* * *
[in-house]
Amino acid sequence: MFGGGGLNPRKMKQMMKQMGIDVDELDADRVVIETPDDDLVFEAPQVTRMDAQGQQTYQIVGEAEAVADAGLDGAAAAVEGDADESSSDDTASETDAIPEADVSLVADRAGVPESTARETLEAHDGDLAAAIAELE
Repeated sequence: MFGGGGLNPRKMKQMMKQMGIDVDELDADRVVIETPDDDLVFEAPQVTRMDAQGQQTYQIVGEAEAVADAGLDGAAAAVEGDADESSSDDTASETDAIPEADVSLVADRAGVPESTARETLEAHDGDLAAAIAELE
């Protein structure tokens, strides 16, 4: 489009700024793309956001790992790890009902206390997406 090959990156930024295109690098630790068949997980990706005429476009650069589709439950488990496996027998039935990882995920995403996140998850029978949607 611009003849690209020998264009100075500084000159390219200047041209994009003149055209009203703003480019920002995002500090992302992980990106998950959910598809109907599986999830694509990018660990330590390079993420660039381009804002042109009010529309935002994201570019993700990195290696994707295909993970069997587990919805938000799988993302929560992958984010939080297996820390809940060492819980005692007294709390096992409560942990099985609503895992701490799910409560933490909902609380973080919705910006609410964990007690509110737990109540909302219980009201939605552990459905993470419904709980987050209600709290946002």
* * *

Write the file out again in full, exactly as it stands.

[in-house]
Amino acid sequence: MFGGGGLNPRKMKQMMKQMGIDVDELDADRVVIETPDDDLVFEAPQVTRMDAQGQQTYQIVGEAEAVADAGLDGAAAAVEGDADESSSDDTASETDAIPEADVSLVADRAGVPESTARETLEAHDGDLAAAIAELE
Repeated sequence: MFGGGGLNPRKMKQMMKQMGIDVDELDADRVVIETPDDDLVFEAPQVTRMDAQGQQTYQIVGEAEAVADAGLDGAAAAVEGDADESSSDDTASETDAIPEADVSLVADRAGVPESTARETLEAHDGDLAAAIAELE
């Protein structure tokens, strides 16, 4: 489009700024793309956001790992790890009902206390997406 090959990156930024295109690098630790068949997980990706005429476009650069589709439950488990496996027998039935990882995920995403996140998850029978949607 611009003849690209020998264009100075500084000159390219200047041209994009003149055209009203703003480019920002995002500090992302992980990106998950959910598809109907599986999830694509990018660990330590390079993420660039381009804002042109009010529309935002994201570019993700990195290696994707295909993970069997587990919805938000799988993302929560992958984010939080297996820390809940060492819980005692007294709390096992409560942990099985609503895992701490799910409560933490909902609380973080919705910006609410964990007690509110737990109540909302219980009201939605552990459905993470419904709980987050209600709290946002």